Policy Lever: Enhancing Market Practice
ExamplesKey approaches include:
- Fiduciary duty and capacity: clarifying that duties to clients include sustainability factors and including requirements for knowledge and training on sustainability for fiduciaries.
- Incentives: Encouraging asset owners to ensure better alignment of incentives along the investment chain.
- Prudential risk management regulation: Integrating sustainability into guidance & requirements on risk management and controls.
- Stress tests: Developing scenarios to test impact of environmental shocks on assets and business models.
- Capital requirements: Calibrating capital requirements to incorporate environmental factors.
- Disclosure requirements: Making environmental reporting by financial institutions and non-financial corporations mandatory.
- Equity analysis: Encouraging greater transparency in equity analysis of incorporation of sustainability factors.
- Credit ratings: Encouraging the integration of sustainability risk factors into credit analysis.
- Green assets Adjusting standards and rules to facilitate capital raising (e.g. green bonds, green sukuks, green IPOs, yieldcos).
- Indexes: Ensuring that benchmarks and indices reflect critical sustainability factors.
ImpactsThese measures provide critical foundations of information needed to sensitise financial decision making to environmental impacts and risks, but they are likely to have a modest impact unless they are combined with additional shifts that make these risks financially material.
An India Advisory Council of the UNEP India Inquiry was convened by the Federation of Indian Chambers of Commerce and Industry (FICCI). This report highlights key proposals emerging from their discussions for aligning the Indian financial system with sustainability. In the Indian context, they call for development of a more robust and resilient ‘sustainability-oriented market framework’ focused
Stock exchanges have historically played an important role in economic growth and development through enabling effective capital allocation. However, exchanges and markets more broadly have changed over time, in structure, inter-connectedness and rate of activity. This has happened against a backdrop of growing recognition of the unsustainability of the current economic growth path in both
A variety of interventions can be used to develop national financial systems and provide local access to affordable, long-term finance. This paper considers four key categories of actions: voluntary action; priority sector lending; regulatory or financial incentives as well as direct lending by policy-driven financial institutions. It particularly focuses on the role of policy-driven institutions such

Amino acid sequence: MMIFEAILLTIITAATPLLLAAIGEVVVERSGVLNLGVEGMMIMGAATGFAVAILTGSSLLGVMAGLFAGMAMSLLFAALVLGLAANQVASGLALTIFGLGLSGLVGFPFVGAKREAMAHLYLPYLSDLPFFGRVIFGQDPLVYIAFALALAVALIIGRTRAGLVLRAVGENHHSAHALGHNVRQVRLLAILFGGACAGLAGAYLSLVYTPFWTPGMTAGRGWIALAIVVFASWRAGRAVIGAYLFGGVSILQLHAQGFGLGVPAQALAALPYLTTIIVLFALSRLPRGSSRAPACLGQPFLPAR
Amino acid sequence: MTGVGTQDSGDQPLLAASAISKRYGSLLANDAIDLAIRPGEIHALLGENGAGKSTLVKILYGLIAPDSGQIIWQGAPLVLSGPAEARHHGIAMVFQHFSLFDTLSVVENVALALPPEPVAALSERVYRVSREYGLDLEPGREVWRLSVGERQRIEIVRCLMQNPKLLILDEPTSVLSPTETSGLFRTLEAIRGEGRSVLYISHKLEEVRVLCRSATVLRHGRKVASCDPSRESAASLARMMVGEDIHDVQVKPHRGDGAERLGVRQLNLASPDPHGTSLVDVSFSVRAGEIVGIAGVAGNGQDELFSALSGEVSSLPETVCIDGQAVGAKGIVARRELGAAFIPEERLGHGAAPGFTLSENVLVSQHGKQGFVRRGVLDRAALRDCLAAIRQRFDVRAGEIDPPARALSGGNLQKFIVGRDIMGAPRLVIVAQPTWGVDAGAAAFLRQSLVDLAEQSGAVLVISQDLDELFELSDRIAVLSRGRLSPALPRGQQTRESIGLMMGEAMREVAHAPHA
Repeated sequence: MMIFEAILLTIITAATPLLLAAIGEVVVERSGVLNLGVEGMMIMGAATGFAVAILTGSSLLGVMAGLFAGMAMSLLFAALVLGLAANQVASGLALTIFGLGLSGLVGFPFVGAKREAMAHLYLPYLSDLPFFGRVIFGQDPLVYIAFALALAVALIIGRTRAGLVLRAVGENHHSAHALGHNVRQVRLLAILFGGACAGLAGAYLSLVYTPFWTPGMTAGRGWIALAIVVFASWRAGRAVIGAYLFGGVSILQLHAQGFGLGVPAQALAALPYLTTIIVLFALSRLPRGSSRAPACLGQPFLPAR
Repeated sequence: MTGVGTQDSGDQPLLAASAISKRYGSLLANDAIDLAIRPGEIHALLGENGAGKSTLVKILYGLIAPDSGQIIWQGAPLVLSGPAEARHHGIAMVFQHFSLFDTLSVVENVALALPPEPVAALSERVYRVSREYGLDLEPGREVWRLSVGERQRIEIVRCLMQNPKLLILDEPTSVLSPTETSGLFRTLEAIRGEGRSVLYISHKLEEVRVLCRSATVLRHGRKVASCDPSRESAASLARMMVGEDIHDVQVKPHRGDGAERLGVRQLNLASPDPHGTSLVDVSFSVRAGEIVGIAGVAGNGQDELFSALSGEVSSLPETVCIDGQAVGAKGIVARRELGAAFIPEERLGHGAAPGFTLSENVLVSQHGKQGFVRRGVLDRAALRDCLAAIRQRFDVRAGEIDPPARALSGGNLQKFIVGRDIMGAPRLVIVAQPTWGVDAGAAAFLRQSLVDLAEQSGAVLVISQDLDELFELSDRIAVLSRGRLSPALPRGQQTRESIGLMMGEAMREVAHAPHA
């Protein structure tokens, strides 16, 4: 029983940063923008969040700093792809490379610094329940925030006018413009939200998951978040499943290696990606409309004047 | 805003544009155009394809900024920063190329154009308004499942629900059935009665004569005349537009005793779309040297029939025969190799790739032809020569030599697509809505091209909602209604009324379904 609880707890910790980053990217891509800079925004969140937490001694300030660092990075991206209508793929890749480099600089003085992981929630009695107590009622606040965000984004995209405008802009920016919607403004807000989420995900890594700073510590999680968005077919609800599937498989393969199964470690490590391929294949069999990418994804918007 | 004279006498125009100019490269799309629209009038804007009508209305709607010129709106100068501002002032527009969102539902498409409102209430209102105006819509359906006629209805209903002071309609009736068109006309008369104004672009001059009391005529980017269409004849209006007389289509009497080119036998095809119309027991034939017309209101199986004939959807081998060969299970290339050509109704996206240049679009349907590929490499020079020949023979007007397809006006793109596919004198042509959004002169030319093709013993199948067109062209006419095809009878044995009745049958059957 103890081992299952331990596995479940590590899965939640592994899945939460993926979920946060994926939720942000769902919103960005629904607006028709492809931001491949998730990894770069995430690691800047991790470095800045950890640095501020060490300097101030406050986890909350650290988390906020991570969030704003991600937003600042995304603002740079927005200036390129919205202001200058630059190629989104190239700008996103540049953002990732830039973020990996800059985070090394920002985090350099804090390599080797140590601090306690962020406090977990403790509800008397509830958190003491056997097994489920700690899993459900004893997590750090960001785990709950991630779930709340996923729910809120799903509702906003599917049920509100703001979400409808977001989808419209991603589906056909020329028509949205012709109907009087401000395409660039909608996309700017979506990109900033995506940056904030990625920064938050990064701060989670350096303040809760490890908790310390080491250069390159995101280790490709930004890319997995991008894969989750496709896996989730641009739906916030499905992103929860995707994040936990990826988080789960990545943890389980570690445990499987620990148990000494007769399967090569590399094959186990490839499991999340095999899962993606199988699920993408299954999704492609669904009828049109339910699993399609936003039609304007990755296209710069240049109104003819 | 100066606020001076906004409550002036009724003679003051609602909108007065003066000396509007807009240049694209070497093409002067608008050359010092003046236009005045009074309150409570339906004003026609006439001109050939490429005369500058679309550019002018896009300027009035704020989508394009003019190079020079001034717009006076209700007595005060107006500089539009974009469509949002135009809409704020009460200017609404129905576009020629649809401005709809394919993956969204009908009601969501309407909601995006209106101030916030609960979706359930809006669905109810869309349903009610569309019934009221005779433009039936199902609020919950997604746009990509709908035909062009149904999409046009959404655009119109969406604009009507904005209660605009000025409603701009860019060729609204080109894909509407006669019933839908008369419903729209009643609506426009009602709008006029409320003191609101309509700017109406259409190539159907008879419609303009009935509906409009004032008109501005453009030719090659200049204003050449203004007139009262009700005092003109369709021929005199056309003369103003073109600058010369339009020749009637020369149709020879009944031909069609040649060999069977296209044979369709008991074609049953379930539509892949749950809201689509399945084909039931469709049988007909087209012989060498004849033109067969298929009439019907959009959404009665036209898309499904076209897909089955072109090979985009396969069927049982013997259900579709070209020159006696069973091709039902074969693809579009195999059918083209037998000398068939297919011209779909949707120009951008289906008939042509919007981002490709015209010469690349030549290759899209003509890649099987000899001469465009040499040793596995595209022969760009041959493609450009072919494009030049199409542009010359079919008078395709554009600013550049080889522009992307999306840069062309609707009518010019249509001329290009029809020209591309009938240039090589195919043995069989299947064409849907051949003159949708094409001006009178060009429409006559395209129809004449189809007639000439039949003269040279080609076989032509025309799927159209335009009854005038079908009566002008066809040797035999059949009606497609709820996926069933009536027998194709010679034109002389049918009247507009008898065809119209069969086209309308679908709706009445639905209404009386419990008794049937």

The US financial system is undoubtedly among the largest, most innovative and most sophisticated in the world. It is also clear that this is both a benefit and an impediment to non-governmental investment in sustainability and inclusiveness. To date, the actual investment in infrastructure and sustainability does not meet current needs, especially those related to maintaining
This Report aims to mainstream and socialise the idea and opportunities associated with Green Finance, as well as to explore how Singapore as a financial hub can offer Green Finance as additional expertise to better serve the needs of the ASEAN and Asia region. Besides the members of the financial community, the Report hopes to
Placing Indonesia’s economy onto a green and sustainable development pathway, as envisaged in the National Long Term Development Plan, will require a large mobilization of investment. Estimates of the annual investment needed are in the order of US$300‐530 billion, with a large portion of this investment needed in critical infrastructure, as well as environmentally sensitive
This paper is intended to serve as a window on the Inquiry’s analytical approach, providing a deeper understanding of the unifying criteria for evaluation of multiple market designs for financial systems in a variety of economic, political and social settings. It is also intended to provide a foundation for investors and corporate management and policymakers,
Climate change creates two types of potential risks for financial institutions: Physical changes – both through gradual change and extreme weather events which are likely to alter the supply and demand dynamic of many industries and lead to physical damages to assets. The transition to a low carbon economy will alter the financial viability of a part of
As a contribution to the UNEP Inquiry the Brazilian Bankers Federation FEBRABAN established a partnership with the Center for Sustainability Studies at Getulio Vargas Foundation (GVCes) to develop three studies on the practice and potential for green finance in Brazil. The first looks at the legislation, regulation, and public policies aimed at socio-environmental themes related to the financial
This guide argues that with the right support in place USD 1 trillion of green bonds could be issued a year by 2020 – providing a significant contribution to closing the investment gap for climate-friendly infrastructure in both developed economies and emerging markets. It argues for several sets of policy actions to support and enable the green